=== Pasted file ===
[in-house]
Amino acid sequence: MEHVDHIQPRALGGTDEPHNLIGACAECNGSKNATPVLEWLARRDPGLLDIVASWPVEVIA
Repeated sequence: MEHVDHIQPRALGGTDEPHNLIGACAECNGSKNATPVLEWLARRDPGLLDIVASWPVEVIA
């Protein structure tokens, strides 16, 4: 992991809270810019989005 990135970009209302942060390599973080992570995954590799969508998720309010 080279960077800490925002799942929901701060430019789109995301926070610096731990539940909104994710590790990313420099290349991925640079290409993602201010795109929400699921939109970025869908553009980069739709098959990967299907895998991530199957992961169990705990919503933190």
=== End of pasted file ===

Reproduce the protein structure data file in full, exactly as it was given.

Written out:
[in-house]
Amino acid sequence: MEHVDHIQPRALGGTDEPHNLIGACAECNGSKNATPVLEWLARRDPGLLDIVASWPVEVIA
Repeated sequence: MEHVDHIQPRALGGTDEPHNLIGACAECNGSKNATPVLEWLARRDPGLLDIVASWPVEVIA
């Protein structure tokens, strides 16, 4: 992991809270810019989005 990135970009209302942060390599973080992570995954590799969508998720309010 080279960077800490925002799942929901701060430019789109995301926070610096731990539940909104994710590790990313420099290349991925640079290409993602201010795109929400699921939109970025869908553009980069739709098959990967299907895998991530199957992961169990705990919503933190």